*nix Documentation Project
·  Home
 +   man pages
·  Linux HOWTOs
·  FreeBSD Tips
·  *niX Forums

  man pages->IRIX man pages -> fmtmsg (3c)              


fmtmsg(3C)							    fmtmsg(3C)

NAME    [Toc]    [Back]

     fmtmsg - display a	message	on stderr or system console

SYNOPSIS    [Toc]    [Back]

     #include <fmtmsg.h>

     int fmtmsg(long classification, const  char *label, int severity,
	 const char *text, const char *action, const char *tag);

DESCRIPTION    [Toc]    [Back]

     Based on a	message's classification component, fmtmsg writes a formatted
     message to	stderr,	to the console,	or to both.

     fmtmsg can	be used	instead	of the traditional printf interface to display
     messages to stderr.  fmtmsg, in conjunction with gettxt, provides a
     simple interface for producing language-independent applications.

     A formatted message consists of up	to five	standard components as defined
     below.  The component, classification, is not part	of the standard
     message displayed to the user, but	rather defines the source of the
     message and directs the display of	the formatted message.

	   Contains identifiers	from the following groups of major
	   classifications and subclassifications.  Any	one identifier from a
	   subclass may	be used	in combination by ORing	the values together
	   with	a single identifier from a different subclass.	Two or more
	   identifiers from the	same subclass should not be used together,
	   with	the exception of identifiers from the display subclass.	 (Both
	   display subclass identifiers	may be used so that messages can be
	   displayed to	both stderr and	the system console).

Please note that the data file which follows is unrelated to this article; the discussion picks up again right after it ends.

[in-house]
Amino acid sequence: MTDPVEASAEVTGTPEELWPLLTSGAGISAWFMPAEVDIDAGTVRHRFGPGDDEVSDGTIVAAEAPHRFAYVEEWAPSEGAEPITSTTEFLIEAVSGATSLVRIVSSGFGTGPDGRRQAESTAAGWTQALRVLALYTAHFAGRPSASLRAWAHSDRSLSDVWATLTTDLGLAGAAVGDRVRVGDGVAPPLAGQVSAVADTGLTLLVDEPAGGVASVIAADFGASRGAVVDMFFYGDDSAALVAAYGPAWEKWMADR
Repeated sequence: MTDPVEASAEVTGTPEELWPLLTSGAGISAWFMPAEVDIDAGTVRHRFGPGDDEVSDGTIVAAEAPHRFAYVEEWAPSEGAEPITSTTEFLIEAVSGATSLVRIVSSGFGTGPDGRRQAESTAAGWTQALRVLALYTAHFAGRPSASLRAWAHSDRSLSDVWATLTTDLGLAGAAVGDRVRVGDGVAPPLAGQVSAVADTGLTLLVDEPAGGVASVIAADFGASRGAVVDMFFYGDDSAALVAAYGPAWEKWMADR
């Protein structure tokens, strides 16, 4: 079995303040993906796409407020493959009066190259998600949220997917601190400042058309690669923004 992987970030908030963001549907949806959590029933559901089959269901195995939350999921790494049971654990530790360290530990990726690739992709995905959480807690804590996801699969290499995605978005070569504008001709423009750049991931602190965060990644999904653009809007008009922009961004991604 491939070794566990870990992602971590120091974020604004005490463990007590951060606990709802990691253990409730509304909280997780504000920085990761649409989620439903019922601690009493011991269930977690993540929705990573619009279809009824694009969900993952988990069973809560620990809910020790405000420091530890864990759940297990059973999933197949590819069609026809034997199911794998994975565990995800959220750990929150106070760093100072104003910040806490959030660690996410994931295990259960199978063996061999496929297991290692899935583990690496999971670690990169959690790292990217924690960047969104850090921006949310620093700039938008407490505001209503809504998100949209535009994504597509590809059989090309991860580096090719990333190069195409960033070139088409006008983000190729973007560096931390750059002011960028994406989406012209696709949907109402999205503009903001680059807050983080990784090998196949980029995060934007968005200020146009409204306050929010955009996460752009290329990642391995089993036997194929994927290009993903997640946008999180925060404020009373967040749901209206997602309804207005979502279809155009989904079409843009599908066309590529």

``Major classifications''	identify the source of the condition.
	      Identifiers are:	MM_HARD	(hardware), MM_SOFT (software),	and
	      MM_FIRM (firmware).

	      ``Message	source subclassifications'' identify the type of
	      software in which	the problem is spotted.	 Identifiers are:
	      MM_APPL (application), MM_UTIL (utility),	and MM_OPSYS
	      (operating system).

	      ``Display	subclassifications'' indicate where the	message	is to
	      be displayed.  Identifiers are: MM_PRINT to display the message
	      on the standard error stream, MM_CONSOLE to display the message
	      on the system console.  Neither, either, or both identifiers may
	      be used.

	      ``Status subclassifications'' indicate whether the application
	      will recover from	the condition.	Identifiers are: MM_RECOVER
	      (recoverable) and	MM_NRECOV (non-recoverable).

									Page 1

fmtmsg(3C)							    fmtmsg(3C)

	      An additional identifier,	MM_NULLMC, indicates that no
	      classification component is supplied for the message.

     label Identifies the source of the	message.  The format of	this component
	   is two fields separated by a	colon.	The first field	is up to 10
	   characters long; the	second is up to	14 characters.	Suggested
	   usage is that label identifies the package in which the application
	   resides as well as the program or application name.	For example,
	   the label <b>UX:cat indicates the UNIX System V	package	and the	cat

	   Indicates the seriousness of	the condition.	Identifiers for	the
	   standard levels of severity are:

	      MM_HALT indicates	that the application has encountered a severe
	      fault and	is halting.  Produces the print	string HALT.

	      MM_ERROR indicates that the application has detected a fault.
	      Produces the print string	ERROR.

	      MM_WARNING indicates a condition out of the ordinary that	might
	      be a problem and should be watched.  Produces the	print string

	      MM_INFO provides information about a condition that is not in